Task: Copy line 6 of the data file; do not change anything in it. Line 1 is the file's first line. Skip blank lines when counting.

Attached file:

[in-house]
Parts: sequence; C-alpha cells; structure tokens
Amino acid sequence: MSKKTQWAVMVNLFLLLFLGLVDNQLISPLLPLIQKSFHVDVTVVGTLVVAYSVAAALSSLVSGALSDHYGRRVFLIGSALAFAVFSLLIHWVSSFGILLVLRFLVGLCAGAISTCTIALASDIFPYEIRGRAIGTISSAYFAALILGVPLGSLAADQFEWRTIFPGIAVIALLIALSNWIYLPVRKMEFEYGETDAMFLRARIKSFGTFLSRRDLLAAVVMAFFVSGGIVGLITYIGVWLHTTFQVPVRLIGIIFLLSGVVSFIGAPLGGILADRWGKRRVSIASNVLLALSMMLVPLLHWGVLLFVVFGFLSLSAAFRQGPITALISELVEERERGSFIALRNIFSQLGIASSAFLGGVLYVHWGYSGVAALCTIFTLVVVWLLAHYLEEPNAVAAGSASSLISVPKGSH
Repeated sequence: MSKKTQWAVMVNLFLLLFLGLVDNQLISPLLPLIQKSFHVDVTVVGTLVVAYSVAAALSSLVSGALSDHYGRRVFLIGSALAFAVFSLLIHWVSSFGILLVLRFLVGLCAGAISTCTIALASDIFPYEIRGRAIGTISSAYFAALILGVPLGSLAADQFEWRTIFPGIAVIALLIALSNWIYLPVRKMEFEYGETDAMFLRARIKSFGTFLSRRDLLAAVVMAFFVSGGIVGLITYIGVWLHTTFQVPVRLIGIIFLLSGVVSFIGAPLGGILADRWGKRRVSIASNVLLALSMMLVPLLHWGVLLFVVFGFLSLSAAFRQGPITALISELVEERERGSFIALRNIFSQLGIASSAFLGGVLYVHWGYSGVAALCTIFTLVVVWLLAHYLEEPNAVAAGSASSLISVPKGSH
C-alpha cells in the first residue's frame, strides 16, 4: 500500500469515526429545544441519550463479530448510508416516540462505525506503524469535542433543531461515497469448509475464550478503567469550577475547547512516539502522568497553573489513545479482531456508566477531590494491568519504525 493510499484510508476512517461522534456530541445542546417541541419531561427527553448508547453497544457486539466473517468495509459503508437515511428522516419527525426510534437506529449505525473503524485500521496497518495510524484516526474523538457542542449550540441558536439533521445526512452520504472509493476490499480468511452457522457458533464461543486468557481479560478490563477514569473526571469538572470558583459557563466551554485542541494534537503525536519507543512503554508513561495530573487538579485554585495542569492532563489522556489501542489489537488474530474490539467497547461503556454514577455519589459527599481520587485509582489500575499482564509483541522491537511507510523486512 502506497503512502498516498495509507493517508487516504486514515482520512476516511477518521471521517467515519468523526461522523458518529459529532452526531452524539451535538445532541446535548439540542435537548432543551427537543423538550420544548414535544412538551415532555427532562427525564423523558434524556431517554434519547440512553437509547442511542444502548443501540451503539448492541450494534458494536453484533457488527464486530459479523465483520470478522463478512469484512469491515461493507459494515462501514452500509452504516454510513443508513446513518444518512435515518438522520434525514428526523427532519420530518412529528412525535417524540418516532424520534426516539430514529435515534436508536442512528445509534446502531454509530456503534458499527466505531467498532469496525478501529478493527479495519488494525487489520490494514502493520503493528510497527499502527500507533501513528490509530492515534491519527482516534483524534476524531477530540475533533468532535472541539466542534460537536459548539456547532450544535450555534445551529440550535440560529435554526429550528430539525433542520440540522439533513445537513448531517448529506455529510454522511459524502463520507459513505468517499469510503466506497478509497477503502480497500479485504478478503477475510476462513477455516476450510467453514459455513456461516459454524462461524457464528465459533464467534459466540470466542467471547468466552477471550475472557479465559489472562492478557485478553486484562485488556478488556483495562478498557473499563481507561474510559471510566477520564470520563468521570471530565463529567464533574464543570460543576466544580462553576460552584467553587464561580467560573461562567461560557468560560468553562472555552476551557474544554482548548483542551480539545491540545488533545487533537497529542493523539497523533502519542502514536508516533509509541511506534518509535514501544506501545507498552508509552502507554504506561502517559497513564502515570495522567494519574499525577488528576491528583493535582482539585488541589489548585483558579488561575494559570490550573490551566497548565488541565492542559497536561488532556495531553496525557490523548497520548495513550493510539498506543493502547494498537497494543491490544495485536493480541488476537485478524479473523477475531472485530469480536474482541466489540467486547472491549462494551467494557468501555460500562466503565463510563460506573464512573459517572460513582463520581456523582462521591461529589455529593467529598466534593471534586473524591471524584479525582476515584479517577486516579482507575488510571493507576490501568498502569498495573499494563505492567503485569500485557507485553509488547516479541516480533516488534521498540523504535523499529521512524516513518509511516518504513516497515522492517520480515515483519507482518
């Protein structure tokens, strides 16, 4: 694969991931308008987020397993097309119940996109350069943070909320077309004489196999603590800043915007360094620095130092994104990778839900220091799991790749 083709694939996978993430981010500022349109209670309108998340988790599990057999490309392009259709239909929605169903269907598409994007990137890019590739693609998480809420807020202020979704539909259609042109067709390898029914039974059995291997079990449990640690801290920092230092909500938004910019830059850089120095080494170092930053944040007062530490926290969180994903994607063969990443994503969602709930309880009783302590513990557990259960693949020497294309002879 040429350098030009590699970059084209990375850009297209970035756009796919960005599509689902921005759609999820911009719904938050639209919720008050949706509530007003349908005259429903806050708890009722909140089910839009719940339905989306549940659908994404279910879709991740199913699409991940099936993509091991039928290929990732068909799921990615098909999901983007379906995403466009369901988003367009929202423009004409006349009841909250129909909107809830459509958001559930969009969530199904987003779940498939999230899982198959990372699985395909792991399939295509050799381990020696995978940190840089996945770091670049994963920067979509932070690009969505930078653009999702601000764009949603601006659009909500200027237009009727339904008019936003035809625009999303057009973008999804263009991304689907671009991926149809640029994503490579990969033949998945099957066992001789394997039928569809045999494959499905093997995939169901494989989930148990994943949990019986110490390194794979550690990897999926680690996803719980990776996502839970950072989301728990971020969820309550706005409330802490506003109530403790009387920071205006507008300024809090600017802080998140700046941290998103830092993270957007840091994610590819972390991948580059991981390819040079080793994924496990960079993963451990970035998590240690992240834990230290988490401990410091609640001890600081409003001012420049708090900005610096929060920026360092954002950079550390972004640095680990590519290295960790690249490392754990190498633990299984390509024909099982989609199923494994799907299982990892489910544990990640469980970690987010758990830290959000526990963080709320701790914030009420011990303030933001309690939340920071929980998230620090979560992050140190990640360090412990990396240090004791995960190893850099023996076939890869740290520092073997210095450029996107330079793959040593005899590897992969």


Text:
């Protein structure tokens, strides 16, 4: 694969991931308008987020397993097309119940996109350069943070909320077309004489196999603590800043915007360094620095130092994104990778839900220091799991790749 083709694939996978993430981010500022349109209670309108998340988790599990057999490309392009259709239909929605169903269907598409994007990137890019590739693609998480809420807020202020979704539909259609042109067709390898029914039974059995291997079990449990640690801290920092230092909500938004910019830059850089120095080494170092930053944040007062530490926290969180994903994607063969990443994503969602709930309880009783302590513990557990259960693949020497294309002879 040429350098030009590699970059084209990375850009297209970035756009796919960005599509689902921005759609999820911009719904938050639209919720008050949706509530007003349908005259429903806050708890009722909140089910839009719940339905989306549940659908994404279910879709991740199913699409991940099936993509091991039928290929990732068909799921990615098909999901983007379906995403466009369901988003367009929202423009004409006349009841909250129909909107809830459509958001559930969009969530199904987003779940498939999230899982198959990372699985395909792991399939295509050799381990020696995978940190840089996945770091670049994963920067979509932070690009969505930078653009999702601000764009949603601006659009909500200027237009009727339904008019936003035809625009999303057009973008999804263009991304689907671009991926149809640029994503490579990969033949998945099957066992001789394997039928569809045999494959499905093997995939169901494989989930148990994943949990019986110490390194794979550690990897999926680690996803719980990776996502839970950072989301728990971020969820309550706005409330802490506003109530403790009387920071205006507008300024809090600017802080998140700046941290998103830092993270957007840091994610590819972390991948580059991981390819040079080793994924496990960079993963451990970035998590240690992240834990230290988490401990410091609640001890600081409003001012420049708090900005610096929060920026360092954002950079550390972004640095680990590519290295960790690249490392754990190498633990299984390509024909099982989609199923494994799907299982990892489910544990990640469980970690987010758990830290959000526990963080709320701790914030009420011990303030933001309690939340920071929980998230620090979560992050140190990640360090412990990396240090004791995960190893850099023996076939890869740290520092073997210095450029996107330079793959040593005899590897992969």